Get to Know: Jeff Wilbusch

Jeff Wilbusch first came to notice in the BBC-AMC miniseries The Little Drummer Girl, opposite Florence Pugh and Alexander Skarsgard. Speaking five languages including German, Wilbusch then landed a lead role in the German drama Unorthodox from Netflix to rave reviews. It was only a matter of time until television titans David E. Kelley and Barry Levinson tapped into this raw talent and cast Wilbusch as the lead of their new crime-drama series The Calling on Peacock.

Wilbusch sat with LEO to discuss the show, his upbringing and what it’s like to be the oldest of 14 siblings.

Tell us a little bit about The Calling.

The Calling is an investigative drama that follows the story of Detective Avraham who I play, that has such deep empathy for the world that it makes him an unusual detective because he feels so much and is so emotionally invested in his cases. And that leads him to solve the most inhumane crimes but it’s also what can cause him to suffer because he feels so much.

Photo Courtesy of Peacock

I got a mild vibe of potential psychic abilities from him, or was I misreading that? 

I think it’s open to interpretation. Avraham is a mystery also to himself and I think that that is something to be detected. It’s an interesting story and some things are just open for interpretation.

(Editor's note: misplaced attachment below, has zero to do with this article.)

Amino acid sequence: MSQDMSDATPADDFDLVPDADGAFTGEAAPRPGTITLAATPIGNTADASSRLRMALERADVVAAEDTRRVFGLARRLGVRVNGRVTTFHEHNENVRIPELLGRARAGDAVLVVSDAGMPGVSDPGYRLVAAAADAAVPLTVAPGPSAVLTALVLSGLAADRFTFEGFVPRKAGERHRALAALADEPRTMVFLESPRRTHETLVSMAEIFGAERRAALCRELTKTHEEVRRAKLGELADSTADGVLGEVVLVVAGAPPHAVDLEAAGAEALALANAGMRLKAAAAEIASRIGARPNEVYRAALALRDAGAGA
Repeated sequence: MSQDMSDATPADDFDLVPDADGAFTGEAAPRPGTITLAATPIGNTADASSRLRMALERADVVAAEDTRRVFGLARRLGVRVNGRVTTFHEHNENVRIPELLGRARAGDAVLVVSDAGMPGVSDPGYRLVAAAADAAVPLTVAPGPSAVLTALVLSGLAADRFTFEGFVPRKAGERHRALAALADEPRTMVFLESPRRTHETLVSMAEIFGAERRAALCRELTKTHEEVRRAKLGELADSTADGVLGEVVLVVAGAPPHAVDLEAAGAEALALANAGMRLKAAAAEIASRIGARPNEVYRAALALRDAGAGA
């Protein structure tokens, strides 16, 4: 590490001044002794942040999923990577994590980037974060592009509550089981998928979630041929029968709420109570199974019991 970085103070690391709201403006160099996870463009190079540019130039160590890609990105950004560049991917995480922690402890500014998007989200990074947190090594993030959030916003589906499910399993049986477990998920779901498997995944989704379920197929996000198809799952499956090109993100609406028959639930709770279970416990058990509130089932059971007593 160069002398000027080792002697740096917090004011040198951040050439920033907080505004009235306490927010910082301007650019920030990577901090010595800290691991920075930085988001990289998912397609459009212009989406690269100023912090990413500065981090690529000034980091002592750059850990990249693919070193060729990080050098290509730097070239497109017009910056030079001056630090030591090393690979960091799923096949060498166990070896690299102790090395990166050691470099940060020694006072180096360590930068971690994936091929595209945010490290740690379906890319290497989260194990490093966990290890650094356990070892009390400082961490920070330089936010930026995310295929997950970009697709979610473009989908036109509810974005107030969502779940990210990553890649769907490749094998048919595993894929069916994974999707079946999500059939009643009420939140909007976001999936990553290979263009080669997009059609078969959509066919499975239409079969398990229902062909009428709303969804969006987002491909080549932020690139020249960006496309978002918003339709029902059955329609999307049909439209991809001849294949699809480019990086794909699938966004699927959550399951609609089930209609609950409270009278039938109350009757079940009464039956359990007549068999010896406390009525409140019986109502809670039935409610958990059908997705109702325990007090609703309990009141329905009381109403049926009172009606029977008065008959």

Do you personally believe in psychic abilities? 

Me as Jeff? I don’t think I believe in psychic abilities. Many of my friends will beg to differ but I don’t. But I do believe in the power of art and the power of storytelling. The power of empathy.

The show comes from David E. Kelley. Barry Levinson directed the first two episodes and acted as executive producer, and Hans Zimmer wrote the music. Those are some heavy hitters! What was it like working with them?

What do you think? [Chuckles] It was unbelievable. My team told me there was a role that they wanted me to read for. The creators knew my work and loved my work, but they thought I’m way too young for it. When I read the pilot from David E. Kelley, I knew I needed to get this role. It’s so rare – actually never [happens], when you just read something and you know how to play it. You know you have to play this part.

“I don’t think I believe in psychic abilities. But I do believe in the power of art and the power of storytelling. The power of empathy.”

Had they seen you in The Little Drummer Girl or any of those films? 


Photo Courtesy of BBC Studios

Were you already a fan of John le Carré before you got that script or did you become a fan of his after working on Little Drummer Girl

I heard about him for sure and I also had the pleasure to [meet him]. He played a role in the show. I actually just looked for his signed book that he gave all the cast, but I can’t find it. It makes me very sad because he passed away, unfortunately. Look, I don’t know what I did good in the world to… [Pause] I decided very late to be an actor. I didn’t know you can be an actor before. I studied economics, and Little Drummer Girl was one of my first roles ever, and was not that long ago, just about four years ago. And to just jump in with such people like John le Carré, and Park Chan-Wook directing, and Florence Pugh, Michael Shannon, Alexander Skarsgård! It’s very… Sometimes dreams come true for sure.

What made you discover acting?